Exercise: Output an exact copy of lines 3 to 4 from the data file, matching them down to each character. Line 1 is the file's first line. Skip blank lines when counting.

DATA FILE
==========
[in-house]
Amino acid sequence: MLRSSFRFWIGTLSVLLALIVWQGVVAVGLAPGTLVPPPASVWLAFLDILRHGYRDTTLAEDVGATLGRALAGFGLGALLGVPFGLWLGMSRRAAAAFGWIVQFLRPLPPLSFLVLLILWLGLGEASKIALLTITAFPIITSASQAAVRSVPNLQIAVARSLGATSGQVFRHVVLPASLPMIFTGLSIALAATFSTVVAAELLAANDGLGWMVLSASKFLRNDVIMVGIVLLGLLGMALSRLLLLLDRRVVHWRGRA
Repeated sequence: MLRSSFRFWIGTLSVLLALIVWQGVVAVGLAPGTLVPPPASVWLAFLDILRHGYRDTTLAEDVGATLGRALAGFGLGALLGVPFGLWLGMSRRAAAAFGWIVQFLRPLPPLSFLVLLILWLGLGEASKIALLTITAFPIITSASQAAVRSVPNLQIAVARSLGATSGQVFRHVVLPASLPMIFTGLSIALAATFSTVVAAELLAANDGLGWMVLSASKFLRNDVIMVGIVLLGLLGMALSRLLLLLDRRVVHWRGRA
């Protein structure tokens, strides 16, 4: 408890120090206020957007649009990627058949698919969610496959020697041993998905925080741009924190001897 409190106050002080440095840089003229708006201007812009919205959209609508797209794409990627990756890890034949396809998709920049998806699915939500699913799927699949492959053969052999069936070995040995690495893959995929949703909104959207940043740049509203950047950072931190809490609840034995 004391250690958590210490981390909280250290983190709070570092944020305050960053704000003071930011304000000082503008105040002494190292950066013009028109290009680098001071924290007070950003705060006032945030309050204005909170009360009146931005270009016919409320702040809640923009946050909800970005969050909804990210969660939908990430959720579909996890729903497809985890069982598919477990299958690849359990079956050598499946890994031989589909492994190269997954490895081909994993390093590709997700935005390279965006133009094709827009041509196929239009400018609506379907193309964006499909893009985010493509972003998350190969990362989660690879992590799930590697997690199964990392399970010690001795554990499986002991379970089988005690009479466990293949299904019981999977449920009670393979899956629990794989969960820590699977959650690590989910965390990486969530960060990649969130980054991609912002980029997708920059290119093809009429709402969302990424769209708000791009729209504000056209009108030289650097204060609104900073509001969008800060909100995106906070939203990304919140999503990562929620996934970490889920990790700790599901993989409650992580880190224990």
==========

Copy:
Repeated sequence: MLRSSFRFWIGTLSVLLALIVWQGVVAVGLAPGTLVPPPASVWLAFLDILRHGYRDTTLAEDVGATLGRALAGFGLGALLGVPFGLWLGMSRRAAAAFGWIVQFLRPLPPLSFLVLLILWLGLGEASKIALLTITAFPIITSASQAAVRSVPNLQIAVARSLGATSGQVFRHVVLPASLPMIFTGLSIALAATFSTVVAAELLAANDGLGWMVLSASKFLRNDVIMVGIVLLGLLGMALSRLLLLLDRRVVHWRGRA
């Protein structure tokens, strides 16, 4: 408890120090206020957007649009990627058949698919969610496959020697041993998905925080741009924190001897 409190106050002080440095840089003229708006201007812009919205959209609508797209794409990627990756890890034949396809998709920049998806699915939500699913799927699949492959053969052999069936070995040995690495893959995929949703909104959207940043740049509203950047950072931190809490609840034995 004391250690958590210490981390909280250290983190709070570092944020305050960053704000003071930011304000000082503008105040002494190292950066013009028109290009680098001071924290007070950003705060006032945030309050204005909170009360009146931005270009016919409320702040809640923009946050909800970005969050909804990210969660939908990430959720579909996890729903497809985890069982598919477990299958690849359990079956050598499946890994031989589909492994190269997954490895081909994993390093590709997700935005390279965006133009094709827009041509196929239009400018609506379907193309964006499909893009985010493509972003998350190969990362989660690879992590799930590697997690199964990392399970010690001795554990499986002991379970089988005690009479466990293949299904019981999977449920009670393979899956629990794989969960820590699977959650690590989910965390990486969530960060990649969130980054991609912002980029997708920059290119093809009429709402969302990424769209708000791009729209504000056209009108030289650097204060609104900073509001969008800060909100995106906070939203990304919140999503990562929620996934970490889920990790700790599901993989409650992580880190224990």